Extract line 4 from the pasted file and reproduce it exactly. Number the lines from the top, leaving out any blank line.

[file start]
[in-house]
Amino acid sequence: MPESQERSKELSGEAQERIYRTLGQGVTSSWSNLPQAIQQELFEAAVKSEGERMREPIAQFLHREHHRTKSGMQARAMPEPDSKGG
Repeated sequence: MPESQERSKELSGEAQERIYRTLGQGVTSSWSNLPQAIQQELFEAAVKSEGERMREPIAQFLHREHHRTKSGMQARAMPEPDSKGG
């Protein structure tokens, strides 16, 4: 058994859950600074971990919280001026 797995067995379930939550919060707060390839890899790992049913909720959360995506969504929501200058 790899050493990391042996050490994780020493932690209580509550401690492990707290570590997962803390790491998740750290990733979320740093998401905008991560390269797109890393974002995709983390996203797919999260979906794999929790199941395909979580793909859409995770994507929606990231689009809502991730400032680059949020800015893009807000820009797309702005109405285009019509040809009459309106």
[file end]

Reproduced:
């Protein structure tokens, strides 16, 4: 058994859950600074971990919280001026 797995067995379930939550919060707060390839890899790992049913909720959360995506969504929501200058 790899050493990391042996050490994780020493932690209580509550401690492990707290570590997962803390790491998740750290990733979320740093998401905008991560390269797109890393974002995709983390996203797919999260979906794999929790199941395909979580793909859409995770994507929606990231689009809502991730400032680059949020800015893009807000820009797309702005109405285009019509040809009459309106």